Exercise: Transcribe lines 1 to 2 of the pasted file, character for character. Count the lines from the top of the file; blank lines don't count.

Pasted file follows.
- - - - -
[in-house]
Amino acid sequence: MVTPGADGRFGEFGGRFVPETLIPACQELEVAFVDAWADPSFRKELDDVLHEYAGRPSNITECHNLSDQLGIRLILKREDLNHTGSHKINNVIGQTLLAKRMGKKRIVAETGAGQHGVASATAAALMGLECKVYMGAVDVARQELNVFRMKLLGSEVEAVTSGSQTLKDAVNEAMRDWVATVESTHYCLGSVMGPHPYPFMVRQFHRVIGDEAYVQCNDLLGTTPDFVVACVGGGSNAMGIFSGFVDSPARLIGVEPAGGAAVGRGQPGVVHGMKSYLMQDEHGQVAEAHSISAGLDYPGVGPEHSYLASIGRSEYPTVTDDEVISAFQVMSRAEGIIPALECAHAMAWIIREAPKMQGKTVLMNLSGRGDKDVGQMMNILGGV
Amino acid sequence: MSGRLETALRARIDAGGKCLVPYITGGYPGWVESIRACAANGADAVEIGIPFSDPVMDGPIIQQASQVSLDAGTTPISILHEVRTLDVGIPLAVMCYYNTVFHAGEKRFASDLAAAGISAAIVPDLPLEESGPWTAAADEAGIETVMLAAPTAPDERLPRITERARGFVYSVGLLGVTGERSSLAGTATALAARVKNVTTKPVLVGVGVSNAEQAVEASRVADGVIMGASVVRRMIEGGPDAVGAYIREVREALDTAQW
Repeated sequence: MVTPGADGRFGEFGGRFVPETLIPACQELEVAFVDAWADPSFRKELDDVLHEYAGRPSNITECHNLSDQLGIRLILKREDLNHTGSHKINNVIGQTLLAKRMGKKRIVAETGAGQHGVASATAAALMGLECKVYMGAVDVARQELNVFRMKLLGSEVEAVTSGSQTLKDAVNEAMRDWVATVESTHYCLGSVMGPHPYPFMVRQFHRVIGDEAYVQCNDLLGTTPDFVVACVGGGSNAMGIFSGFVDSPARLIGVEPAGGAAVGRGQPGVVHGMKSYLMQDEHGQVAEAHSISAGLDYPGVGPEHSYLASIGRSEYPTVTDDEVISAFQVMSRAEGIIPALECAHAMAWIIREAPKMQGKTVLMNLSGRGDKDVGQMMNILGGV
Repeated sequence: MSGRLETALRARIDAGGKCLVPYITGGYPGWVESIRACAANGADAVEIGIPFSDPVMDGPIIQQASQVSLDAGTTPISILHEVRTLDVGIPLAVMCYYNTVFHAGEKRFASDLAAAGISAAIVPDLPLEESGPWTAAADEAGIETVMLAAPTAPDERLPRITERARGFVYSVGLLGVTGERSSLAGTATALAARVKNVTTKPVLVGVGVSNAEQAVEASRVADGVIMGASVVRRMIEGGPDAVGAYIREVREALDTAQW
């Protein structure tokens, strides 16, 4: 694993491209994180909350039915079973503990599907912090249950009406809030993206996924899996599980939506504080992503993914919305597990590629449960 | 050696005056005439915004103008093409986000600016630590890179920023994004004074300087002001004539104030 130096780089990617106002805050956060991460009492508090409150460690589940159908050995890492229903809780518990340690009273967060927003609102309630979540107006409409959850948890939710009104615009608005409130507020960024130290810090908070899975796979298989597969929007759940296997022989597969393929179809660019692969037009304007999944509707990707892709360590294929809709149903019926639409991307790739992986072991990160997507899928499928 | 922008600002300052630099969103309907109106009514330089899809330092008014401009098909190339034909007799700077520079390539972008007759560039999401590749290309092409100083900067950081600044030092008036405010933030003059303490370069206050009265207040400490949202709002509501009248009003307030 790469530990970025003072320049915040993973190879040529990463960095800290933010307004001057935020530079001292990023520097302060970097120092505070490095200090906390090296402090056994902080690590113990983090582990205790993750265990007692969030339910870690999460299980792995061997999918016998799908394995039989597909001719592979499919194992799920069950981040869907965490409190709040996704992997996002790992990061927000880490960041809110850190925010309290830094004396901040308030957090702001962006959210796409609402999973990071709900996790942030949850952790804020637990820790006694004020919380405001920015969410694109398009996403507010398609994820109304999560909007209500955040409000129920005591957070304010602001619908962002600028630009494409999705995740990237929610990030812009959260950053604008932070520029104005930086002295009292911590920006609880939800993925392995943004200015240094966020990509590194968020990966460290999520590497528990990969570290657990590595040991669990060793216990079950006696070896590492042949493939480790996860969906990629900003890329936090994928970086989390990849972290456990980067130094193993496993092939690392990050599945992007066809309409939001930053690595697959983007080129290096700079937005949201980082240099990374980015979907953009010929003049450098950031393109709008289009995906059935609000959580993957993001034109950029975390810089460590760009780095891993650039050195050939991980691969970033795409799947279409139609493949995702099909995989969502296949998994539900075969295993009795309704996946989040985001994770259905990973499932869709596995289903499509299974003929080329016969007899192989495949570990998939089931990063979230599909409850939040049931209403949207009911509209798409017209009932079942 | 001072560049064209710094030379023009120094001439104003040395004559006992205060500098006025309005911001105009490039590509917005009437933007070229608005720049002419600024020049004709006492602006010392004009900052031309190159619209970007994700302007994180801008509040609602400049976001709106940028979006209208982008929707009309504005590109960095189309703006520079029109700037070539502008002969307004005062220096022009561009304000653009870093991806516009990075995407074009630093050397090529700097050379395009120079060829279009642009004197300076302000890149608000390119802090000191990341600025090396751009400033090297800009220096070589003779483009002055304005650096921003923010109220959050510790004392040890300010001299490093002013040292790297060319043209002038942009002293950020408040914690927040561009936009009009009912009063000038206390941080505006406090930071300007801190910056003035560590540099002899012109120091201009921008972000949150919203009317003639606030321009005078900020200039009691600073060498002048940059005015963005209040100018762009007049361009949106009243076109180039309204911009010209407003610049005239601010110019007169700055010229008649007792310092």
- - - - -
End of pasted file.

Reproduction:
[in-house]
Amino acid sequence: MVTPGADGRFGEFGGRFVPETLIPACQELEVAFVDAWADPSFRKELDDVLHEYAGRPSNITECHNLSDQLGIRLILKREDLNHTGSHKINNVIGQTLLAKRMGKKRIVAETGAGQHGVASATAAALMGLECKVYMGAVDVARQELNVFRMKLLGSEVEAVTSGSQTLKDAVNEAMRDWVATVESTHYCLGSVMGPHPYPFMVRQFHRVIGDEAYVQCNDLLGTTPDFVVACVGGGSNAMGIFSGFVDSPARLIGVEPAGGAAVGRGQPGVVHGMKSYLMQDEHGQVAEAHSISAGLDYPGVGPEHSYLASIGRSEYPTVTDDEVISAFQVMSRAEGIIPALECAHAMAWIIREAPKMQGKTVLMNLSGRGDKDVGQMMNILGGV